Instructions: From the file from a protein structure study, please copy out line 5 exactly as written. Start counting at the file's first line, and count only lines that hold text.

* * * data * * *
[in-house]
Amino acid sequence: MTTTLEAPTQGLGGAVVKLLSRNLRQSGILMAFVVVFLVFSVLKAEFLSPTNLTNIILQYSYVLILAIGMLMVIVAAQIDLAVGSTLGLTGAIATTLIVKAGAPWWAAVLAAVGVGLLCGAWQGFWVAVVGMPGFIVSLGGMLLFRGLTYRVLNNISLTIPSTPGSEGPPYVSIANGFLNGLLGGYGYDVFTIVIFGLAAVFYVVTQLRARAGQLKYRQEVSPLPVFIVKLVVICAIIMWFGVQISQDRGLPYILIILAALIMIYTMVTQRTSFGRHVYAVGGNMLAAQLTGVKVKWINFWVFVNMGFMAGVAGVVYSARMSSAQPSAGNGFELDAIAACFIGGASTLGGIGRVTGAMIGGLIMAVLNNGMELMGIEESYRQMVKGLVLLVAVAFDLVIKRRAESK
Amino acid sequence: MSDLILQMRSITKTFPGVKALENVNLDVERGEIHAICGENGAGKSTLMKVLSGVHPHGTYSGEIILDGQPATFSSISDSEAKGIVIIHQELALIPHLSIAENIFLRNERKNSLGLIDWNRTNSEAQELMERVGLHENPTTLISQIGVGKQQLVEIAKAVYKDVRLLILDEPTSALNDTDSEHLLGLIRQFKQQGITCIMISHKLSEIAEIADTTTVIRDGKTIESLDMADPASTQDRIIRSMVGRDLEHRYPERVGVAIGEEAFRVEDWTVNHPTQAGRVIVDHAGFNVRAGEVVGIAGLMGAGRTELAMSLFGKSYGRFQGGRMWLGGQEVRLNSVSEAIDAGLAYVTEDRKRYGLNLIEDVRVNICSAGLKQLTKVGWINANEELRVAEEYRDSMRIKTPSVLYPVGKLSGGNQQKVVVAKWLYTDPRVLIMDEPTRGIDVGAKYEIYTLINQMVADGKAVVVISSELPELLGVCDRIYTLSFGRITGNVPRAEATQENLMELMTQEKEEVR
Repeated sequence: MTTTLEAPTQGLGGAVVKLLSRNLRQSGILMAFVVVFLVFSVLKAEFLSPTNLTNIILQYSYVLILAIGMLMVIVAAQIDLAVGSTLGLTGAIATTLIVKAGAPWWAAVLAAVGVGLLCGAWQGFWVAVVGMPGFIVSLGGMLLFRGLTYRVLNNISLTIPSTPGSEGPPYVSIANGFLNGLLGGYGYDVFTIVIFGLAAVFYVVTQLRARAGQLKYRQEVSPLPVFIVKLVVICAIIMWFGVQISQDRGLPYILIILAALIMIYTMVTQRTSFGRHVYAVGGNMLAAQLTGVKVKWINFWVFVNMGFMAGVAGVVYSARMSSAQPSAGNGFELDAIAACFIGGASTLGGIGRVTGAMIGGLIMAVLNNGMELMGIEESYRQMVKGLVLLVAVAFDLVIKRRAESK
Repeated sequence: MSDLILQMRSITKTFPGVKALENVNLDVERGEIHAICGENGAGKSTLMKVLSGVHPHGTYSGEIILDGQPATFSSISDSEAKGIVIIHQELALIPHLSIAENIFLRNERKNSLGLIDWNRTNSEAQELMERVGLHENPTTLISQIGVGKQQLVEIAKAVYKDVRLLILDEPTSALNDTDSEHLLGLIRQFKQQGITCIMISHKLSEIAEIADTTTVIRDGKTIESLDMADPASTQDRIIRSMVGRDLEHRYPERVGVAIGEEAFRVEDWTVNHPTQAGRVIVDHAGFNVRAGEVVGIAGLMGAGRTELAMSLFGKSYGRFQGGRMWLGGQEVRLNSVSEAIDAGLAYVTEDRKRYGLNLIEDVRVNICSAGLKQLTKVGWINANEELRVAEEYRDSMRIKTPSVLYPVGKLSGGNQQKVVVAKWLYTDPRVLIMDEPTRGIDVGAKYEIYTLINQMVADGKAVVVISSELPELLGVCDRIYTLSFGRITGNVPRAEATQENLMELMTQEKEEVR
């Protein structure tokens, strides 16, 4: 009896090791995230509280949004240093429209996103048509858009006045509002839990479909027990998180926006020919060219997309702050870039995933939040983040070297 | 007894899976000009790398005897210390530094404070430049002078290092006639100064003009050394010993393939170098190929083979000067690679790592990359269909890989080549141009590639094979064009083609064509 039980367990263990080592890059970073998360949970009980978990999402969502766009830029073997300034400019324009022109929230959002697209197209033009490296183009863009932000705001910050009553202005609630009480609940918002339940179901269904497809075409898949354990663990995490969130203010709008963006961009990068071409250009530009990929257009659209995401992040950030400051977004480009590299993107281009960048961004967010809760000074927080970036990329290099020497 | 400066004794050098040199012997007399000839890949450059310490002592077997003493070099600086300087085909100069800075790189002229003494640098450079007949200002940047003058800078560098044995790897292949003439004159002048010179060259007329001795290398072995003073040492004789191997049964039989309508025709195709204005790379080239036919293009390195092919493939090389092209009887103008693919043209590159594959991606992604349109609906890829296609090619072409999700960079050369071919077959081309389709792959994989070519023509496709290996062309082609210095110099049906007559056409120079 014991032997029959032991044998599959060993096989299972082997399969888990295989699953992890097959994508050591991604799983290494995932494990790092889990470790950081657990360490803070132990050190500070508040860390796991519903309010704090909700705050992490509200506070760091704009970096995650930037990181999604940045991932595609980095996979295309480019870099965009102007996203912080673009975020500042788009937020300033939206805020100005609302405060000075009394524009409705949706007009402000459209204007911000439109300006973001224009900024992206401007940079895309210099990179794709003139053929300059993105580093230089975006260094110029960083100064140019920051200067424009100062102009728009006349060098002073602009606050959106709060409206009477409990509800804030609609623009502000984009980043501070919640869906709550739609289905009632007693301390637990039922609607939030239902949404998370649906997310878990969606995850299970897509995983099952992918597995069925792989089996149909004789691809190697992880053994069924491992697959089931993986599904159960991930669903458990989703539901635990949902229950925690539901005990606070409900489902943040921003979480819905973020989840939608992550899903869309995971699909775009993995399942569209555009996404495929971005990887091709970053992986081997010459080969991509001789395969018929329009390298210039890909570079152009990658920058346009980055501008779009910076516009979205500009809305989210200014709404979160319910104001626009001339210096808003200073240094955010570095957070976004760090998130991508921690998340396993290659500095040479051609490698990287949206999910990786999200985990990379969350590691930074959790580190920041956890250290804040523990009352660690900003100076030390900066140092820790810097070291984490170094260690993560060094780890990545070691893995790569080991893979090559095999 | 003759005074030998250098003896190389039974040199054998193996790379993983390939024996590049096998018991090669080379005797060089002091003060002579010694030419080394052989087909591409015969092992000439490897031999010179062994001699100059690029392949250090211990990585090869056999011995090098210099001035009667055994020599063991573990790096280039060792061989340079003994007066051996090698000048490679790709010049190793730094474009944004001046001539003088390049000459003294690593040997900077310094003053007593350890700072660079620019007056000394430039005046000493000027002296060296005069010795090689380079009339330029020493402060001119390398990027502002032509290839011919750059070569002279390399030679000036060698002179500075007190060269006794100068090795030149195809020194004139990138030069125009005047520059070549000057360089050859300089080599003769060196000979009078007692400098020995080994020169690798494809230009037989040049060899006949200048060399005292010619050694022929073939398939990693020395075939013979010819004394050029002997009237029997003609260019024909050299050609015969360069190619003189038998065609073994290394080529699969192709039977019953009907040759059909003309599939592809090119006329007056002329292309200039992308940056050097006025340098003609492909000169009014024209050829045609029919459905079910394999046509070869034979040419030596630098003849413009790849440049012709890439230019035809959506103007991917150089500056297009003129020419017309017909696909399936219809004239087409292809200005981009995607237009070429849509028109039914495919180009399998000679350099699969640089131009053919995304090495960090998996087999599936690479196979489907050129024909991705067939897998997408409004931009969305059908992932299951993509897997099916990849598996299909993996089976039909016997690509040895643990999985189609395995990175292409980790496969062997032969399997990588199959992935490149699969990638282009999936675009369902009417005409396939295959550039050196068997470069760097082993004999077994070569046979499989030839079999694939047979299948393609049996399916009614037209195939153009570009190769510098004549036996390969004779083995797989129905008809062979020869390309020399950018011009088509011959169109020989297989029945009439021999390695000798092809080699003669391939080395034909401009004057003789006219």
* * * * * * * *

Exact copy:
Repeated sequence: MSDLILQMRSITKTFPGVKALENVNLDVERGEIHAICGENGAGKSTLMKVLSGVHPHGTYSGEIILDGQPATFSSISDSEAKGIVIIHQELALIPHLSIAENIFLRNERKNSLGLIDWNRTNSEAQELMERVGLHENPTTLISQIGVGKQQLVEIAKAVYKDVRLLILDEPTSALNDTDSEHLLGLIRQFKQQGITCIMISHKLSEIAEIADTTTVIRDGKTIESLDMADPASTQDRIIRSMVGRDLEHRYPERVGVAIGEEAFRVEDWTVNHPTQAGRVIVDHAGFNVRAGEVVGIAGLMGAGRTELAMSLFGKSYGRFQGGRMWLGGQEVRLNSVSEAIDAGLAYVTEDRKRYGLNLIEDVRVNICSAGLKQLTKVGWINANEELRVAEEYRDSMRIKTPSVLYPVGKLSGGNQQKVVVAKWLYTDPRVLIMDEPTRGIDVGAKYEIYTLINQMVADGKAVVVISSELPELLGVCDRIYTLSFGRITGNVPRAEATQENLMELMTQEKEEVR